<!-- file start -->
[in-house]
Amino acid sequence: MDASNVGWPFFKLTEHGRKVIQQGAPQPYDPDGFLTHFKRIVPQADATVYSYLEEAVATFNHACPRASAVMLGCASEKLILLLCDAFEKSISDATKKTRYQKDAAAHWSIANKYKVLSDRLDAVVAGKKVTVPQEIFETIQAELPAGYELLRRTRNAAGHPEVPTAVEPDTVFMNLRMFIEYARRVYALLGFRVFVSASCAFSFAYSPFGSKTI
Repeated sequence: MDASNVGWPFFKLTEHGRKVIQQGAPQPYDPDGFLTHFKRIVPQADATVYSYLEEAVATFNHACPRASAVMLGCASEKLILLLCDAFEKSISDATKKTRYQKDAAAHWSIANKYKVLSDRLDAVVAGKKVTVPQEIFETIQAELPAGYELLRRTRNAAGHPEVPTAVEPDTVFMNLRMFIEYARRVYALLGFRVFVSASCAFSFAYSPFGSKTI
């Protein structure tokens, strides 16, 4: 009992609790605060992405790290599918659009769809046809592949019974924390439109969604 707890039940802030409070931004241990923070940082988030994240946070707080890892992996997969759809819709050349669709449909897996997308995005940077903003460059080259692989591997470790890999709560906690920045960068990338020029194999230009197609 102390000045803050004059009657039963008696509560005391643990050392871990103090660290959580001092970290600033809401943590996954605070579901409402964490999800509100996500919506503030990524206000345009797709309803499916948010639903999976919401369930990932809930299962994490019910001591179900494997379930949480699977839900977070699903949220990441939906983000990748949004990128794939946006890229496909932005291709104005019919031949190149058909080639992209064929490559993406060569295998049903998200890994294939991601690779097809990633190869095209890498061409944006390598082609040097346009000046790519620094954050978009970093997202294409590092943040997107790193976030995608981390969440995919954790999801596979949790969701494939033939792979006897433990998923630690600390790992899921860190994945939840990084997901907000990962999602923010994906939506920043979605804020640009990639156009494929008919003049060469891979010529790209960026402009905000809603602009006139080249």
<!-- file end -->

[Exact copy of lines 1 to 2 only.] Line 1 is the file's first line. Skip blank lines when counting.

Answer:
[in-house]
Amino acid sequence: MDASNVGWPFFKLTEHGRKVIQQGAPQPYDPDGFLTHFKRIVPQADATVYSYLEEAVATFNHACPRASAVMLGCASEKLILLLCDAFEKSISDATKKTRYQKDAAAHWSIANKYKVLSDRLDAVVAGKKVTVPQEIFETIQAELPAGYELLRRTRNAAGHPEVPTAVEPDTVFMNLRMFIEYARRVYALLGFRVFVSASCAFSFAYSPFGSKTI